But some researchers claim the tests truly are appropriate, because the scales really do qualify as interval measures. They claim that critics ignore that Likert scales are not interested in attitudes towards a single statement, but instead generate a value based on the sum of item responses. Uebersax refers to this kind of measurement scale as a summated rating scale (Likert Scales: Dispelling the Confusion). The recommendation to treat Likert scales as ordinal, proponents contend, indicates a conflation of scales with individual items (Carifio and Perla 110). The argument can be reconstructed roughly as follows:

  1. Likert scale items use an ordinal scale.
  2. It is not appropriate to use parametric tests to evaluate ordinal data.
  3. However, Likert scales sum the item scores to get an overall score.
  4. The overall score has the emergent property of being on an interval scale.
  5. Empirical testing confirms that Likert scales are interval scales.
  6. It is appropriate to use parametric tests with interval scale data.
  7. [conclusion] Therefore, it is appropriate to use parametric tests on Likert scale data.

To explain: let’s say you have a five-item Likert scale, using a 7-point response format. If you look any singular item alone you’d be working with ordinal data. But if you sum the values given by each test, you generate a score that falls on a range between five and 35.

So the question arises: when such a scale is well-constructed, is it successfully producing interval data? And even if it’s not strictly interval data, can we analyze it as such for the sake of empirical inquiry? To answer these questions, we need to look at what the different measurement scale types are, and why they are important.

Definitions and motivations

Stevens’ original specification of different scales of measurement (categorical/nominal, ordinal, interval, and ratio) was motivated by the desire to model different kinds of relationships among data as well as the different sorts of transformations that could be applied while maintaining the fidelity of those relationships (1946, 677).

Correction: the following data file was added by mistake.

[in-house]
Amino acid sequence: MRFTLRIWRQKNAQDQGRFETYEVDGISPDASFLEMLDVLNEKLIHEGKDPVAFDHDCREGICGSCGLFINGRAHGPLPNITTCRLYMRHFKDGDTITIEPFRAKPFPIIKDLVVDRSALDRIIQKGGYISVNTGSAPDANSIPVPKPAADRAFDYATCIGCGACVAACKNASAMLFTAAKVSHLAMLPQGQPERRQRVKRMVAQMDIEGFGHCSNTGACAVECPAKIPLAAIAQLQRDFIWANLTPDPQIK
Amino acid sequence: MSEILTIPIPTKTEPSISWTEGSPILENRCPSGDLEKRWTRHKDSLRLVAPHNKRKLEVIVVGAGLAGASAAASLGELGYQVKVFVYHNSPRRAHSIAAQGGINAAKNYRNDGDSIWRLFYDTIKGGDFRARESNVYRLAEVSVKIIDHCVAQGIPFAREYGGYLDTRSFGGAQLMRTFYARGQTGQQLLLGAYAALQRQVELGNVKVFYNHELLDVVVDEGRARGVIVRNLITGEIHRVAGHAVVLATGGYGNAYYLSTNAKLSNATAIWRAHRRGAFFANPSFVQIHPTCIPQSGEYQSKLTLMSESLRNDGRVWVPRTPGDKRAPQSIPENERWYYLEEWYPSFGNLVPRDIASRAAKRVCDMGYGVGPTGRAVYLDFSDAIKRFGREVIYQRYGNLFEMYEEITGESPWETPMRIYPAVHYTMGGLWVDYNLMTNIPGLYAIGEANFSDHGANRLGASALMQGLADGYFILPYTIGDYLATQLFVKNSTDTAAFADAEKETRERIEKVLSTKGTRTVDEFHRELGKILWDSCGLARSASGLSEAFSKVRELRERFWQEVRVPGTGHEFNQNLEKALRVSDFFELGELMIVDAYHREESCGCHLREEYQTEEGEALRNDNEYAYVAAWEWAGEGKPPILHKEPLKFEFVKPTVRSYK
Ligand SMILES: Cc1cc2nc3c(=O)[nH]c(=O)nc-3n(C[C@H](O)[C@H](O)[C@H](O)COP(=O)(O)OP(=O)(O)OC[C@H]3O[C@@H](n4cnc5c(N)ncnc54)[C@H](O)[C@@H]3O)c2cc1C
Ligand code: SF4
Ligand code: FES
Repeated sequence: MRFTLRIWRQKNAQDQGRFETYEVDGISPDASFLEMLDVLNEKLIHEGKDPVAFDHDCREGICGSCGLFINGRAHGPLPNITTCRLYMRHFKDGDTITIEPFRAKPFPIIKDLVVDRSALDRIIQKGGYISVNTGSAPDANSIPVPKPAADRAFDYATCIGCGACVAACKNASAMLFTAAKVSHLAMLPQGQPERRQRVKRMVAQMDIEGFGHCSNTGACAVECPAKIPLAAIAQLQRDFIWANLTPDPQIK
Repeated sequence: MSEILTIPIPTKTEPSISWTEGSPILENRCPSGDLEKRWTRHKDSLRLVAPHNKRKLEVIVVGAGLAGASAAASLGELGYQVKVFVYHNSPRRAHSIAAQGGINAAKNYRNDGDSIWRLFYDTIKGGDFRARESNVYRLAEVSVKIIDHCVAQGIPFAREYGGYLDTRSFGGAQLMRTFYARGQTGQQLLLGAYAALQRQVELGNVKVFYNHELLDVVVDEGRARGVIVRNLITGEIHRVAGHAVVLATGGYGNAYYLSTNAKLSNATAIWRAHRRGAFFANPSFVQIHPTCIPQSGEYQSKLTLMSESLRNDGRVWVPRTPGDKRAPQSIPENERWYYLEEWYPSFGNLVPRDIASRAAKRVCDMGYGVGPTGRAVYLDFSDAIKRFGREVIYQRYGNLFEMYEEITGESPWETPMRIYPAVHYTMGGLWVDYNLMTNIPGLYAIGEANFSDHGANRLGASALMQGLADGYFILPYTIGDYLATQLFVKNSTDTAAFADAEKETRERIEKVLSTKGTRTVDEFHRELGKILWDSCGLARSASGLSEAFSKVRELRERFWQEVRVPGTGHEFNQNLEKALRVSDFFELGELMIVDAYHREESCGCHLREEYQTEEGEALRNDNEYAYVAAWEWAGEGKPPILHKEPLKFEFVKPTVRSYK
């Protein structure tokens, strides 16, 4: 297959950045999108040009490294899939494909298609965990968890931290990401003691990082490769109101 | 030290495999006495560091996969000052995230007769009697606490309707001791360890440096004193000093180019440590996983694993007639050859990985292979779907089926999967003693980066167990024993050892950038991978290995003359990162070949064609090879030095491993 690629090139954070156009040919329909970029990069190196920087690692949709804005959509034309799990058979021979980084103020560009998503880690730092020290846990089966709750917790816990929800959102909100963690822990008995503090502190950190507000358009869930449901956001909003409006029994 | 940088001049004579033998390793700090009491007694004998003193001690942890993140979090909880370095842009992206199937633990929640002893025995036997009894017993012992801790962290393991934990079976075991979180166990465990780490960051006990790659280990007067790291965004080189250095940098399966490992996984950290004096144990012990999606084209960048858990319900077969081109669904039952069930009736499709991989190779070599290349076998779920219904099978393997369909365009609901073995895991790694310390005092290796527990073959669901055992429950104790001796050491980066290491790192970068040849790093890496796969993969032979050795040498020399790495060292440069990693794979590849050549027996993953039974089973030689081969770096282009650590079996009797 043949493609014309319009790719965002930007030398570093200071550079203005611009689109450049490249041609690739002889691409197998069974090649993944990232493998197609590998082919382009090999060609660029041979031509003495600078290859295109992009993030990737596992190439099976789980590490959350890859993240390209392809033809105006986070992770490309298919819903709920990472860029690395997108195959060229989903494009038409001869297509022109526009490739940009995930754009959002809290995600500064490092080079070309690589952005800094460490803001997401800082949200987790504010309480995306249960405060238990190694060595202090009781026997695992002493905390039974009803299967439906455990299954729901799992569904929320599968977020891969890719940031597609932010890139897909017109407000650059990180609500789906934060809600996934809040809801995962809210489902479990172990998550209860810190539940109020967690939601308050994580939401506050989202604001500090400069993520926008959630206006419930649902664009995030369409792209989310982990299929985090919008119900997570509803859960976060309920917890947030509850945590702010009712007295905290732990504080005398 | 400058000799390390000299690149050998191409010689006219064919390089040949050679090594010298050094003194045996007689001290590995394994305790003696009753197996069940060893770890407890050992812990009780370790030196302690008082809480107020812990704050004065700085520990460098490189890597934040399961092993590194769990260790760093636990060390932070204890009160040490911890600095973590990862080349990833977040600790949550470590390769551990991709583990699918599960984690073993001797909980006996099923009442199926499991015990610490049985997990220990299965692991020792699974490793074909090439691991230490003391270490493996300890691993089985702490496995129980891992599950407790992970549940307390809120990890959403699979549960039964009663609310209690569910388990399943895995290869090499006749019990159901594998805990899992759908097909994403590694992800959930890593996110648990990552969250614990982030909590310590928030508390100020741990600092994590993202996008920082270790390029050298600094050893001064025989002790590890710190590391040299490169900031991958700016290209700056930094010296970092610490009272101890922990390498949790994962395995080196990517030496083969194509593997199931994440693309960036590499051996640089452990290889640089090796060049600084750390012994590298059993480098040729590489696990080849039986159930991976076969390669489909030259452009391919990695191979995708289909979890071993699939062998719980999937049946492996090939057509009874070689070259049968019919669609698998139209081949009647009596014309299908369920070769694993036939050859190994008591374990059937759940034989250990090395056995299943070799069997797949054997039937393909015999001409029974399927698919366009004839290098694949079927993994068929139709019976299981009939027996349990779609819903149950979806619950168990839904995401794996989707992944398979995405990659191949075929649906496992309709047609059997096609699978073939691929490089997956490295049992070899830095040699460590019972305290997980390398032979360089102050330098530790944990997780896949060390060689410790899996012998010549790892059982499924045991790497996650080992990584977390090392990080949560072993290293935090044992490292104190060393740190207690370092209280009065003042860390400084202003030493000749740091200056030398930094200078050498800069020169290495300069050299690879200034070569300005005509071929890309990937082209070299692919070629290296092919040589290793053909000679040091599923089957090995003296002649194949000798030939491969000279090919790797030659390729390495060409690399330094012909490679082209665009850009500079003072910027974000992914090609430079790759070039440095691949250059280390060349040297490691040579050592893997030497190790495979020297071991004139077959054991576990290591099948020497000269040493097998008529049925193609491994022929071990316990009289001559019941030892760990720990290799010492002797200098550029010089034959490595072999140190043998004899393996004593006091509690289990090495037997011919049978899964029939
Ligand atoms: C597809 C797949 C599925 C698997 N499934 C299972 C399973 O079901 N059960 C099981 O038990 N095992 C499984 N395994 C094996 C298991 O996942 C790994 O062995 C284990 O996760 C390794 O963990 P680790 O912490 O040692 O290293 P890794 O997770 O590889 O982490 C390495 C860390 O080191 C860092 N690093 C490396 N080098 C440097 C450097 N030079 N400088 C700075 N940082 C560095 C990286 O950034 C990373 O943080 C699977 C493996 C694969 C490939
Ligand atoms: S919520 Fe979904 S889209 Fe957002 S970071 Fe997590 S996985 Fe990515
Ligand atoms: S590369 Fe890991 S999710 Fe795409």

Interval scales, for example, are marked by the determination of there being both ordering and equal intervals/differences between different levels.  The example Stevens offers is that of the Centigrade and Fahrenheit scales; essentially, these are scales with arbitrary zero points whose shape is not affected by adding constants (679). This is to be contrasted with ordinal scales, which only measure rank order, as in greater- or less-than. “In the strictest propriety,” he writes, “the ordinary statistics involving means and standard deviations ought not to be used with these scales, for these statistics imply a knowledge of something other than the relative rank-order of data” (ibid.). However, he notes that doing so can still generate useful results; it just happens that any unequal intervals will be conducive to error.

Stevens didn’t rely on the properties of any underlying structures for sustaining the use of interval or ratio scales. This led to some conceptual problems; as Joel Michell summarizes regarding one example, “the fact that experimental participants respond to instructions to judge equal ratios does not mean that there are ratios there to be judged” (103). The levels-of-measurement theory was further developed by Suppes and Zinnes, who fleshed out an account in which interval and ratio scale data imply an underlying quantitative structure with specific properties (ibid. 100). This helps better explain why only certain transformations accurately preserve data relationships, and has the practical advantage of letting us know when assumptions of interval and ratio data will get us in trouble. I’ll call their version the Stevens-Suppes-Zinnes theory, or SSZ.

From SSZ, it follows that the capacity to generate a quantitative score on some linear scale is not sufficient to qualify  Likert scales as being on the interval level. Scores are only “measurements” in their abstract relations to hypothetical constructs (here, attitudes). For the measurements to be interval-scale, then, the attitudes themselves would need to be structured such that differences in their levels are consistent and quantitative (ibid. 101).

It doesn’t seem as if we have been given justification to claim attitudes have this structure. In fact, there is reason to suspect attitudes like agreement and disagreement (or approval and disapproval) lack intuitive ordering. The “higher” end of the range might signify general happiness or complacency with a concept, while the other end might represent hatred or rejection of it; disagreement might not be “less” or “anti” agreement, but instead mark its own distinct attitude. From an SSZ perspective, there would then not even be reason to call the data ordinal; there is certainly not yet justification for calling it interval-scale. To quote Michell, “the kind of scale obtained depends entirely upon the kind of empirical structure modeled” (ibid. 102).

Does a Likert scale qualify?